Annapolis Maritime Museum / 723 Second St / Annapolis, MD 21403
Contacts: Jeff Holland / 410 295-0104 / firstname.lastname@example.org
Last year, 631 visitors from all across the country were among the first to stand on the deck of the historic Thomas Point Shoal Lighthouse since it was automated in 1986. Annapolis Maritime Museum will offer public tours again this season, beginning in May and running on alternate weekends through the end of September. Visitors will be ferried by boat out to the last screwpile lighthouse left in its original location, one-and-a-half miles offshore on the Chesapeake Bay near the mouth of the South River.
“This is a rare opportunity to get an hour-long docent-guided tour of the inside of this icon of the Bay, a National Historic Landmark built in 1875,” says Museum Director Jeff Holland. “Since the City of Annapolis acquired the lighthouse from the Department of the Interior in 2004, volunteers from the U.S. Lighthouse Society and their contractors have been busy restoring the structure. Visitors will have a chance to see the progress over the next few years.”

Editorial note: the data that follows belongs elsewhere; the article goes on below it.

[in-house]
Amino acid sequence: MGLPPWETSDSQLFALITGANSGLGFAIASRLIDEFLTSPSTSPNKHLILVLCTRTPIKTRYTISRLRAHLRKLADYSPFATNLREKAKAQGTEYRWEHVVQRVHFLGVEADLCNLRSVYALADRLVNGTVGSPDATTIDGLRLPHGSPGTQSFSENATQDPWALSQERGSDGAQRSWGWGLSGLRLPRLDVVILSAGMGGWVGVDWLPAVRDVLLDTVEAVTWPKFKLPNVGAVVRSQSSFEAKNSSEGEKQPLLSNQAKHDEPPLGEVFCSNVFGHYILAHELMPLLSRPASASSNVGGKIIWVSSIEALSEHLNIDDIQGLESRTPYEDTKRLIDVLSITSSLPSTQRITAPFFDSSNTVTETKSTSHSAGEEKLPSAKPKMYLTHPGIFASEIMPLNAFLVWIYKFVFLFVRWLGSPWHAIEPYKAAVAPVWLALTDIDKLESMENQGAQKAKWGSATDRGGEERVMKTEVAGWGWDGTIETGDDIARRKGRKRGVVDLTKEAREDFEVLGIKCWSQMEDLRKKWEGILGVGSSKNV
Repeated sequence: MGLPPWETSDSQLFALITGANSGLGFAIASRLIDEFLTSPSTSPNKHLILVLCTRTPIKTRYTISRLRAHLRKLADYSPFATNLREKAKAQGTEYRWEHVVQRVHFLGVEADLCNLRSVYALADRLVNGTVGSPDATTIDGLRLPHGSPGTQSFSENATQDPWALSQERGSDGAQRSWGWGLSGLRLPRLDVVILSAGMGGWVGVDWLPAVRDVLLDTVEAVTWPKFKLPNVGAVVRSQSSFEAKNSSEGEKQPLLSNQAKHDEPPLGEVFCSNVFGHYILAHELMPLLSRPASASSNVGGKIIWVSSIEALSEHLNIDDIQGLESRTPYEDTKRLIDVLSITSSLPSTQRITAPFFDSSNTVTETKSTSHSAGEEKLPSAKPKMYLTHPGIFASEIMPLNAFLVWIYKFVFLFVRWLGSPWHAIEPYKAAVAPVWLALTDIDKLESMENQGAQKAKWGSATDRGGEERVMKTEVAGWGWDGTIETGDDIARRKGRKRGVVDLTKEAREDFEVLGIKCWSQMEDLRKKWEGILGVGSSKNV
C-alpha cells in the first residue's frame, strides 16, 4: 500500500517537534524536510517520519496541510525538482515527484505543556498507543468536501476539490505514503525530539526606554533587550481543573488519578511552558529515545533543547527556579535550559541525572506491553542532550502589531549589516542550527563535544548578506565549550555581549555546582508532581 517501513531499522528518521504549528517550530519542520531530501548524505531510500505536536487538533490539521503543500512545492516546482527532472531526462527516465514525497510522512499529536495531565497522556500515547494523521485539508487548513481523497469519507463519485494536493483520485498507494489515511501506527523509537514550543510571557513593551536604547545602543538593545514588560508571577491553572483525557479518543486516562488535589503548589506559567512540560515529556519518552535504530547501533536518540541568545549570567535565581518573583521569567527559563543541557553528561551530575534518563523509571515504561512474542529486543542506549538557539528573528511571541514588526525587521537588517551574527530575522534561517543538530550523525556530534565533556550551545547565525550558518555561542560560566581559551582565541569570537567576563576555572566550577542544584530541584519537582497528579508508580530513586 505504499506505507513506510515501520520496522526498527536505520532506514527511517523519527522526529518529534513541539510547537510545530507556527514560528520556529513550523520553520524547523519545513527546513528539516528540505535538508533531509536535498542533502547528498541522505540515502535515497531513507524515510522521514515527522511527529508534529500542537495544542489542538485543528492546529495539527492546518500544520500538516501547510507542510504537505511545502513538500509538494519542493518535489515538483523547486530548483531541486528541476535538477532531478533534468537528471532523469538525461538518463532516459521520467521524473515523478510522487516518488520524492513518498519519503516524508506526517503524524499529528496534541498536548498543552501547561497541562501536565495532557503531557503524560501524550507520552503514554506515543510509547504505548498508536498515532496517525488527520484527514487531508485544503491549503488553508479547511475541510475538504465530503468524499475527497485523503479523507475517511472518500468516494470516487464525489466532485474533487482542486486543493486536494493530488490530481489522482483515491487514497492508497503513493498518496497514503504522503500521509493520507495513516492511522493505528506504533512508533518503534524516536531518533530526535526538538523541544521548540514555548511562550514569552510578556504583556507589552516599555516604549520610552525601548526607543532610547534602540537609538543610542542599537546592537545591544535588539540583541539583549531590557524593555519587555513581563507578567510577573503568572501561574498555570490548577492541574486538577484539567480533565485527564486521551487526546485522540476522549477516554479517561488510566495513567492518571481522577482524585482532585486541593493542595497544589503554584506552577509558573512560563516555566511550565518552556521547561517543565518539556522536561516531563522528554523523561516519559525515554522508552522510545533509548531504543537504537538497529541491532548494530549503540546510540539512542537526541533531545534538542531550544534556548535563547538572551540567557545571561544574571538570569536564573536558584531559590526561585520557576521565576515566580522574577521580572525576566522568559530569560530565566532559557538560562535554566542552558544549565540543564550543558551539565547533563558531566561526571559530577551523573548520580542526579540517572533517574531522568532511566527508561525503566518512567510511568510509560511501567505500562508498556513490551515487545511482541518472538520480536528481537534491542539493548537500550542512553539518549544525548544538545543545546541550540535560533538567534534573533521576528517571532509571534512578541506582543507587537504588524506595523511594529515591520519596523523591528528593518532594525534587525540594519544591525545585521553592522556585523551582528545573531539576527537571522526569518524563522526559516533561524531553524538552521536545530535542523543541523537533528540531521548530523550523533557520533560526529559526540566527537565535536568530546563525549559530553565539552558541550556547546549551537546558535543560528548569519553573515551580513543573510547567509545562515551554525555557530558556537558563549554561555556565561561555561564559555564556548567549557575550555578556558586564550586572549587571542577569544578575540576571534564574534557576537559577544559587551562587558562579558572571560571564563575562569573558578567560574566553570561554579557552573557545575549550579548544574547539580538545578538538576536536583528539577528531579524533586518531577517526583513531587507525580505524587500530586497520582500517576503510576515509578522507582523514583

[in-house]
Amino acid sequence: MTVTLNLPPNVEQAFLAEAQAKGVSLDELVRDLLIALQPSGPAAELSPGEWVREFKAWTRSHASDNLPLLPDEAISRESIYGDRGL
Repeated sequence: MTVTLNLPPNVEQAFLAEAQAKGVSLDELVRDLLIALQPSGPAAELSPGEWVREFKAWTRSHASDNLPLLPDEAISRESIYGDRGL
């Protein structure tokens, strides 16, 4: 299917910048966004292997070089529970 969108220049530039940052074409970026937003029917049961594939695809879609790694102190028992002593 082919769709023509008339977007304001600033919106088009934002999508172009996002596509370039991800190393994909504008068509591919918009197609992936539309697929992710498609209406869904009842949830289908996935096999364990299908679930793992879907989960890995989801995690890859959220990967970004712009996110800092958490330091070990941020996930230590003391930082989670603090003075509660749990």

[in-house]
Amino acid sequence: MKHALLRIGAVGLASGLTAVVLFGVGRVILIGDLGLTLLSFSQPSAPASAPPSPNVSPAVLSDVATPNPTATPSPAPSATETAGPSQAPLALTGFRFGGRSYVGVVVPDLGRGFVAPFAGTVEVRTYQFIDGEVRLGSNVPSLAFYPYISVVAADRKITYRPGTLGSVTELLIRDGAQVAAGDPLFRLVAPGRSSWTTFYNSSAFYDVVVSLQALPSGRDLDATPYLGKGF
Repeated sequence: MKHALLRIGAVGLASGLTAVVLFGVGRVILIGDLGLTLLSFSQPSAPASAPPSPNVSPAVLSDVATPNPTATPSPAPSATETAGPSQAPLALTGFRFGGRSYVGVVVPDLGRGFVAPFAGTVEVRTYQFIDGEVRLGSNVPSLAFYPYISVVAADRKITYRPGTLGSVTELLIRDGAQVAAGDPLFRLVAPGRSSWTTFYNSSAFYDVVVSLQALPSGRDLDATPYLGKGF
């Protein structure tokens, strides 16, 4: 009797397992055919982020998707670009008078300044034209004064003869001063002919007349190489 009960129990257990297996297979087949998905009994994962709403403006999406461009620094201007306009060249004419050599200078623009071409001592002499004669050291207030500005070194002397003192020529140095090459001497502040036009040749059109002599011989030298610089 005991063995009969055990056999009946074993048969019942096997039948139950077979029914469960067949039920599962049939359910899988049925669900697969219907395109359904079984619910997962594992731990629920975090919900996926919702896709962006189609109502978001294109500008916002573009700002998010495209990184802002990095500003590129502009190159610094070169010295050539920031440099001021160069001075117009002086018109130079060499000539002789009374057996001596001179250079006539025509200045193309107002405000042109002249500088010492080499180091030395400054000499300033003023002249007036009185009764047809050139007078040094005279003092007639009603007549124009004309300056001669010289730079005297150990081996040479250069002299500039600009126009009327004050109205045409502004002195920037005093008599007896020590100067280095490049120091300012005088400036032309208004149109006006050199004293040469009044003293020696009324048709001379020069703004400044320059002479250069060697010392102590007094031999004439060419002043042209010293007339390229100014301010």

The tour boat will depart from the Museum docks on Back Creek. The boat is the motor vessel Sharps Island, owned and operated by Capt. Mike Richards of Chesapeake Lights, Inc. Tours are slated for May 17 & 18, May 31, June 1, June 14 & 15, June 28 & 29, July 12 & 13, July 26 & 27, August 9 & 10, August 23 & 24, September 13 & 14, and September 27 & 28. There will be three tours each day, beginning at 9 a.m., 12 p.m. and 3 p.m. Each tour is limited to 18 passengers. Space is limited and reservations are required. Call toll-free 800-690-5080 or visit the Chesapeake Lights web site, www.chespeakelights.com. The cost is $70 per person.
Visitors will gather at the Museum’s Barge House for check-in, safety briefing, and viewing the documentary “Legacy of the Light,” then step aboard the tour boat for the half-hour trip out to the lighthouse, about five nautical miles away.
“Visiting the Thomas Point Shoal Lighthouse is an adventure excursion,” Holland cautions. “It demands the physical ability to board a boat from a high dock, endure a 30-minute boat ride through potentially heavy seas, climb off the boat onto another dock, and then climb up a steep ladder and through a small trap door to the deck of the lighthouse. There are no toilet facilities available on the boat or at the lighthouse. If you have any concerns that you or a member of your party will have difficulty, we strongly advise against signing on for a tour.” Visitors must be at least 12 years old and at least 48” tall.
To become a volunteer tour guide, call the Museum at 410-295-0104. To learn more about the lighthouse or to volunteer for restoration work with the U.S. Lighthouse Society, visit www.thomaspointlighthouse.org.